After I offered this help, which I imagine she greatly needs, she opened up about different things, and a lot of the issues I had with her suddenly started to make sense. She had come from a different county and was getting used to how things work in this one. She expressed frustration with some of the same things I have been frustrated about, such as books that are sent home. As we talked, I offered some suggestions to help, and she liked what I had to say.
During our meeting she also apologized for some of the confusion that had happened with homework and she invited me to text her anytime I had a question.
Through talking to her, I realized that she isn’t incredibly technologically savvy, and she also thought she had to use her own data to send messages at school. I was able to offer some insight and suggestions there.
Finally, she solemnly told me that her sister is chronically ill, and that has kept her distracted somewhat. I felt such a sympathy for her. Life clearly is very hard for her right now, and look at me, a judgmental parent who has been complaining about her weekly to the principal.
As this teacher walked me to the door and said a warm goodbye, I felt like we had connected, and I felt a lot of peace and hope. I also felt humbled.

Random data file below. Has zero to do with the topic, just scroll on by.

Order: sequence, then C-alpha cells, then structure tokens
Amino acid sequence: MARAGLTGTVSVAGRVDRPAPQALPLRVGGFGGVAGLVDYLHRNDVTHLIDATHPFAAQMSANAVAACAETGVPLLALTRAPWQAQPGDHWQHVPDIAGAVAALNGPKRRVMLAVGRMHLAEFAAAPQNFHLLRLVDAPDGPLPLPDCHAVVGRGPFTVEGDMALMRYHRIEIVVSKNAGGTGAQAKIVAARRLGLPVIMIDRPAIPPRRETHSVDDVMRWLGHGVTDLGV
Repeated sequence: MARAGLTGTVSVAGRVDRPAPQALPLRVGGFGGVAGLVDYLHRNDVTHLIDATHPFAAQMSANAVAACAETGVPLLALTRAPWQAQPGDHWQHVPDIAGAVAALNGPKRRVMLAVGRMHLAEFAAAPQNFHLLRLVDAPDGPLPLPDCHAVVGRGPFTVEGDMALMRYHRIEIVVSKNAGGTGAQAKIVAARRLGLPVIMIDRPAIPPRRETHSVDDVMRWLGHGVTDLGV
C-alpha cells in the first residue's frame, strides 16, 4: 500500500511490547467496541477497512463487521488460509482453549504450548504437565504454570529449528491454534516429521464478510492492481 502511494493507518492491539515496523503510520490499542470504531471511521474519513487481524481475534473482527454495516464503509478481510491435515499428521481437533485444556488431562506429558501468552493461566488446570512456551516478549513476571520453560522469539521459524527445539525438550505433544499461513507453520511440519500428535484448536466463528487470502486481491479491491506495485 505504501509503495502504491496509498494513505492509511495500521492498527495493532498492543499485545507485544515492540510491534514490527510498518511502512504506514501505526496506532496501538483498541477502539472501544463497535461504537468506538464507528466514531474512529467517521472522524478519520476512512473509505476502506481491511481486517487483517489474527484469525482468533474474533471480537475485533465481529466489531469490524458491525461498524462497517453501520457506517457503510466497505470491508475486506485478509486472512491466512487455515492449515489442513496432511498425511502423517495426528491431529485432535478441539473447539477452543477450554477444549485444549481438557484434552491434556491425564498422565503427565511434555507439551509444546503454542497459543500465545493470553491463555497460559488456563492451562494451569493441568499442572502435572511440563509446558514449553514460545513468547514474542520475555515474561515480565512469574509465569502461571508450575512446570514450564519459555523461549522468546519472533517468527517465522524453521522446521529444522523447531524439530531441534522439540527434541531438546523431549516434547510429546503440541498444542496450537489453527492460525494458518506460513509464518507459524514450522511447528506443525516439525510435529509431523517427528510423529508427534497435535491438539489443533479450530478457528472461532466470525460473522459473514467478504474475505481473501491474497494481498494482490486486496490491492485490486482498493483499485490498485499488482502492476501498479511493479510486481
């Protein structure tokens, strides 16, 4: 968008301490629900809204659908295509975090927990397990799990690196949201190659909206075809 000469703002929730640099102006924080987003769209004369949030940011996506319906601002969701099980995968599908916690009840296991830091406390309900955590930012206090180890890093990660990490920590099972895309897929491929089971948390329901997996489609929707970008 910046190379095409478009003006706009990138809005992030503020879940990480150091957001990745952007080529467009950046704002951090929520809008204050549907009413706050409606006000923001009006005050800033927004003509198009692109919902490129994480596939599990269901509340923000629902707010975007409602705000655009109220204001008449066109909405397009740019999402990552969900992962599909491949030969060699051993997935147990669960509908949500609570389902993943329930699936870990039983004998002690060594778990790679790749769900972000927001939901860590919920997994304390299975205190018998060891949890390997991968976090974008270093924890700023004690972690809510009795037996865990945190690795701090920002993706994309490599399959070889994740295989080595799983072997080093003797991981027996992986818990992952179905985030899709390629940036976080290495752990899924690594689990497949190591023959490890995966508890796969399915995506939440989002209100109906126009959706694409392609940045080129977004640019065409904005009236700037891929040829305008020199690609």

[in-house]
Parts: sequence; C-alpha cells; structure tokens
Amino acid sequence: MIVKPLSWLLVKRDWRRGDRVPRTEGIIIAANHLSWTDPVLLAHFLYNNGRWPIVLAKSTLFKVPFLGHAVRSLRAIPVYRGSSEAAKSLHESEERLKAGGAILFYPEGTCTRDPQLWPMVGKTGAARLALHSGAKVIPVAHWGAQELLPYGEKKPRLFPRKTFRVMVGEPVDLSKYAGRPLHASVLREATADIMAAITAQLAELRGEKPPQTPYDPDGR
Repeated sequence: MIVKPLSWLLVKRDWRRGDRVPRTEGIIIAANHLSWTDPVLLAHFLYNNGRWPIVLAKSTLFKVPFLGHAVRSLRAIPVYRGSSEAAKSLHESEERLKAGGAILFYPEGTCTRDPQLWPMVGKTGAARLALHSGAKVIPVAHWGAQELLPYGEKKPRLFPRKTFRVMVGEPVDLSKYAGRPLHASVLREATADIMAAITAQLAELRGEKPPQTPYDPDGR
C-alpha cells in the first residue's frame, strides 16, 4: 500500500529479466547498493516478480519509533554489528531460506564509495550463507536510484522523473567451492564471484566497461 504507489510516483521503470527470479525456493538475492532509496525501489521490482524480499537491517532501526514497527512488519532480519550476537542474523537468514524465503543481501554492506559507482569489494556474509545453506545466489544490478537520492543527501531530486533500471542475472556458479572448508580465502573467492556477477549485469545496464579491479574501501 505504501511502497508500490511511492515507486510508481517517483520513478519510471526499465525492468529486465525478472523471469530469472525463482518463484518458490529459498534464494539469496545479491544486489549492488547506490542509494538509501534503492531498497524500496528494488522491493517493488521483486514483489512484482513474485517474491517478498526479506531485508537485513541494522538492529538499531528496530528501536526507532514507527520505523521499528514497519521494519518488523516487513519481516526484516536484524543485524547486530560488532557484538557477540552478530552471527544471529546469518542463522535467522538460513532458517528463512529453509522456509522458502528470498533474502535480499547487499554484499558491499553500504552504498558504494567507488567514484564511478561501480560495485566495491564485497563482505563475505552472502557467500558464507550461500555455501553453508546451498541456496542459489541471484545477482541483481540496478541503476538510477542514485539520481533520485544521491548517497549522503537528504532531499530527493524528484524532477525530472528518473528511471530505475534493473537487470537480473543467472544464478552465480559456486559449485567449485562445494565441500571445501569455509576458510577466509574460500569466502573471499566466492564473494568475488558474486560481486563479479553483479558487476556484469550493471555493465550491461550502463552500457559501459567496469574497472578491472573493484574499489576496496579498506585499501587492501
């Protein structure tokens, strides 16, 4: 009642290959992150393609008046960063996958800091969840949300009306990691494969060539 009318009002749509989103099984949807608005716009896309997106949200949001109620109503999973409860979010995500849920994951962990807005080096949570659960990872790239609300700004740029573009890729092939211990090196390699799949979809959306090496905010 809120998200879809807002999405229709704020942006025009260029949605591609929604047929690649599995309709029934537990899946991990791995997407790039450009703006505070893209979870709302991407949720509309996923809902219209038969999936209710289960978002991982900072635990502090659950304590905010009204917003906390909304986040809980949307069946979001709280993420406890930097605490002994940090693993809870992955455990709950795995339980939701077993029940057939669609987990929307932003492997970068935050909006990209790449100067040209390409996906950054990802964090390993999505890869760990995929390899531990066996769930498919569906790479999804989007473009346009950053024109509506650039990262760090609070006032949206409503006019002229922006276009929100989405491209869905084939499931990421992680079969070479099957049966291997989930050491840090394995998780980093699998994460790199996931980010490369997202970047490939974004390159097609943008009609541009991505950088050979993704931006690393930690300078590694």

As I walked to the car, I realized how I had misjudged her. I should have learned from the first time I misjudged a teacher three years ago.
My concerns – have they been valid in both cases? Yes, absolutely. Were those concerns the complete fault of the teacher? Maybe not. Could some of the issues and bad feelings been solved and avoided with a face-to-face meeting? Absolutely!
I am not 100% sure that all of my many concerns with my son’s teacher will be resolved after this one meeting, but I now have had a chance to get to know his teacher some. I have seen her humanity and her struggles, as well as her good intentions. I now can be certain that I can contact her (in the way she is most comfortable) and she will do her best.
I don’t know if me writing this will help anyone, but it has helped me to get it out. I won’t pretend that these have been my only two instances of ever misjudging people, but perhaps these are the two that will always stay closest to my mind.
So, if you find yourself really frustrated with a teacher or someone else who is supposed to be a person of trust to you or your family members, perhaps the best thing to do would be to sit down and get to know that person better. You may find that you were mistaken in some ways, and that in the ways you weren’t, perhaps you can be a help. Rise to the occasion you want the other person to rise up to and try to be a team if you can.
I think at the end of the day, we are all doing our best – sometimes our best is quite different (maybe drastically different) than somebody else’s best, but I think if we all tried to see the potential in each other, we would care for and respect each other a lot more.
So, learn from my experiences, and talk to the source. That source probably isn’t as bad as you think. They just don’t know what you are feeling unless you tell them. Don’t be afraid like I have been – we are all human, after all.